And then there's Tucker Carlson, founder-editor of The Daily Caller and a Fox News regular: “This is the lecture I give to my reporters: Nobody has time to read. People barely can read. So you need to give them an overwhelming reason to read your piece. You need to grab them by the face and pull them in, and cover them in the hot stinky garlic breath of journalism until they fuckin’ wake up.”

There's a lot more, along with transcripts of all the interviews. This will be a staple of graduate journalism school classes this fall. Listen closely and you'll hear the sound of keyboards adding this piece to the syllabus. (New York) Maybe you can smell the stinky garlic breath of journalism, too.

Olympian sellout

Nancy Armour in USA Today called the International Olympic Committee to task Sunday after it announced its decision on Russian participation in Rio: "The International Olympic Committee has sold its soul. Not that it was ever really in doubt, but its decision Sunday to allow Russia to participate in the Rio Games despite damning evidence of a widespread doping program traced to the highest reaches of its sports administration confirmed it." (USA Today)

A scoop on a weird sports saga

Chris Sale, star pitcher for the Chicago White Sox, went nutso Saturday in refusing to wear one of the many retro jerseys Major League teams are often inclined to these days. He proceeded to apparently tear his and those of teammates apart in the locker room long before game time. Watching another game, I heard the announcers credit Ken Rosenthal of Fox News with the saga. Nope. It was broken as a tweet, and later amplified upon in a story, by reporter Tommy Stokke of something called FanRag Sports. (Today's Knuckleball)

Giddy over Kaine

The cable networks went big on Hillary Clinton's first appearance with Sen. Tim Kaine since she tweeted his selection as running mate. "We all now know why Hillary Clinton picked Tim Kaine to be her vice presidential candidate," said an emoting Wolf Blitzer on CNN. "I don't know if he could do any better in his acceptance speech Wednesday. The crowd loved it and they certainly loved his Spanish!" As for Clinton, "She seemed so happy and relieved," said analyst Gloria Borger.

The punditry at Fox was handled by a Saturday show hosted by The Wall Street Journal's Paul Gigot and featuring Journal colleagues. It was actually smart and analytical and devoid of the usual Fox, Clinton-bashing hyperbole. In particular, political consultant Doug Schoen, an influential Democrat, raised some early doubts. "She needs turnout and Tim Kaine won't get turnout," he said, arguing in no small measure that a more populist, anti-trade partner would be helpful in luring reluctant Bernie Sanders followers.

Wasserman Schultz out, Brazile in, nothing changes

Howard Fineman of The Huffington Post is right on the mark in analyzing the change atop the Democratic National Committee. You didn't really have to go past the headline, "With Donna Brazile, Democrats dump one centrist loyalist for another." "...Everyone knew Debbie Wasserman Schultz was on her way out as DNC chair, but replacing her with Donna Brazile isn’t much of a change." (The Huffington Post)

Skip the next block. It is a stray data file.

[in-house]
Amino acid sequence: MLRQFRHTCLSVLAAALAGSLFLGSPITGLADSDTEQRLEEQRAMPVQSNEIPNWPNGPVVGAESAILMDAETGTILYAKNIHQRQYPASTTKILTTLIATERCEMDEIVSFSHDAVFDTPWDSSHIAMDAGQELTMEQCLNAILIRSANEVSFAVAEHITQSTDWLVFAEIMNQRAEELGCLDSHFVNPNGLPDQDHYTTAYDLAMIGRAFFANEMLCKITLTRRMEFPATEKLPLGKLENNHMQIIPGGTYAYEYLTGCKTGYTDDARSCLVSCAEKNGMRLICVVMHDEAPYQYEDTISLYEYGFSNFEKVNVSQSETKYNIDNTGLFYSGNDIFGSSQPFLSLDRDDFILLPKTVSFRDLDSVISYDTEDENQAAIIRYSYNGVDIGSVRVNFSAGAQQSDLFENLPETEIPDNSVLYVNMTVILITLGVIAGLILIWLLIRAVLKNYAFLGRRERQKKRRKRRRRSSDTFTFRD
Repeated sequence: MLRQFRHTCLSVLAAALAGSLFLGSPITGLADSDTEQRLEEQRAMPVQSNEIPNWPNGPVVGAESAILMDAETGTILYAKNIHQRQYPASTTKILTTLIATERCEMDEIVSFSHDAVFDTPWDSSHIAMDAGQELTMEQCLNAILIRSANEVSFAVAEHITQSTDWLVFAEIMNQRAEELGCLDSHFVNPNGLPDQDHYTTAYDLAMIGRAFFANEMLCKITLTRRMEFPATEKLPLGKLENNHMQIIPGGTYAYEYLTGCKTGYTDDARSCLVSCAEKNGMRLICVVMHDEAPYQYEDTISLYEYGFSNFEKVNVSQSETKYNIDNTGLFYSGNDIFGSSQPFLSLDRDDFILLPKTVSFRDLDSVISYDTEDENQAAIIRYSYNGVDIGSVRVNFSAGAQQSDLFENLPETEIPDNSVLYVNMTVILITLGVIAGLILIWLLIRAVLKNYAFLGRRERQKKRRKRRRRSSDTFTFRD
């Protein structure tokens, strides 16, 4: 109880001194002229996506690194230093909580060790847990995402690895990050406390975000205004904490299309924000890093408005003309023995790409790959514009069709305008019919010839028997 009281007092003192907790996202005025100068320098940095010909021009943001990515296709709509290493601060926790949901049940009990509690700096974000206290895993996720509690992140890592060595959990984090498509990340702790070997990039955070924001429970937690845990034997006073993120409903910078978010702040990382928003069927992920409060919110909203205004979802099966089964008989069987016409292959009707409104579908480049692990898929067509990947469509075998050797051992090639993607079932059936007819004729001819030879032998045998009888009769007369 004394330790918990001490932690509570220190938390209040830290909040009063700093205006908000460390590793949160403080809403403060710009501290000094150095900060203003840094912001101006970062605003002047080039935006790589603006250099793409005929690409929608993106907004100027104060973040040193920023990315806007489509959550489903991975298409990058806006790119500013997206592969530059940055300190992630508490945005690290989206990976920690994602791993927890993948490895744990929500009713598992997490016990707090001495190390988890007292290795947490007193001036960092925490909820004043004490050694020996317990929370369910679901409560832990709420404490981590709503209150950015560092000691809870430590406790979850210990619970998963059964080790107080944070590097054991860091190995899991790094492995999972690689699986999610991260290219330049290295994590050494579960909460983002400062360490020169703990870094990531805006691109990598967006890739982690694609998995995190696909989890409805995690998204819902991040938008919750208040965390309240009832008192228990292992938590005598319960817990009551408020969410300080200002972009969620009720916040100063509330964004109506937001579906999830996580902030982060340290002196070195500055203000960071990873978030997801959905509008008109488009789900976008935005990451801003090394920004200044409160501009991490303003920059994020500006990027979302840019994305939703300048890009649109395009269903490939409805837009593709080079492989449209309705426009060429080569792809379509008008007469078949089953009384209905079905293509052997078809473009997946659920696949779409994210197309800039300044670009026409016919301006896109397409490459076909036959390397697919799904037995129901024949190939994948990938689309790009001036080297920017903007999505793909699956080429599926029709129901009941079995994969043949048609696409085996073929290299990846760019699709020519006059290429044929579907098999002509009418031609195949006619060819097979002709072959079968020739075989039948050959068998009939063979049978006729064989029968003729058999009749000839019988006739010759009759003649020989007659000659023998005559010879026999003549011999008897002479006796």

Latest WikiLeaks materials

There's lots of stuff on the press. It includes word that a CNN contributor of pro-Clinton sympathies went after Bernie Sanders in an op-ed she first ran past the Democratic National Committee. (The Washington Post) And also how Kenneth Vogel, an ace Politico investigative reporter, ran a story about the Clinton fundraising machine by the DNC. That apparently involved double-checking some fundraising complexities and, while the emails show no substantive editing, Politico conceded it made a mistake. (The Huffington Post)

Morning gab

Poll mania and the WikiLeaks-inspired exit of Wasserman Schultz as Democratic National Committee head were the topics du jour today. New polling shows good signs for Trump and how he was helped in ways by those "dark" musings of his last week that had some pundits mulling moving to Canada. This morning Ron Brownstein argued on CNN that Clinton's lead with college-educated whites continues to be historically notable and spells electoral doom for Trump if it persists.

On "Morning Joe," panelists wondered why Wasserman Schultz doesn't just leave now rather than currently being scheduled to speak tonight and Thursday and thus likely get booed in the process.

And Fox, being Fox, offered the Republican take on the mess by interviewing her GOP counterpart, Reince Priebus. "I don't do a lot of email. I don't do that," he said. He heralded his tenure for "playing it down the middle."

Follow the money

While Trump still relies heavily on free media, here are the media markets where pro-Clinton PACs are throwing money, meaning they've booked radio and TV time already between Aug. 4 and the election. (Ad Age) It's an obvious window onto campaign strategy:

-Orlando-Daytona Beach-Melbourne, Florida, $8.27 million
-Denver, $7.91 million
-Tampa-St. Petersburg (Sarasota), Florida $7.64 million
-Philadelphia, $6.41 million
-Cleveland-Akron (Canton), Ohio $5.79 million

Critically important journalism advice

BuzzFeed informs that the Bernie Sanders campaign "considered demanding a private plane staffed and funded by the Democratic National Committee as part of negotiations with Hillary Clinton heading into this week’s convention, according to a Sanders memo obtained by BuzzFeed News." (BuzzFeed)

But lest you doubt the utility of cleaning up after yourself, whether at home or on the road, get this: "A copy of the memo was shared with BuzzFeed News after it was found on June 5 in a Los Angeles hotel, a DoubleTree where Sanders and his aides stayed that night."

Corrections? Tips? Please email me: jwarren@poynter.org. Would you like to get this roundup emailed to you every morning? Sign up here.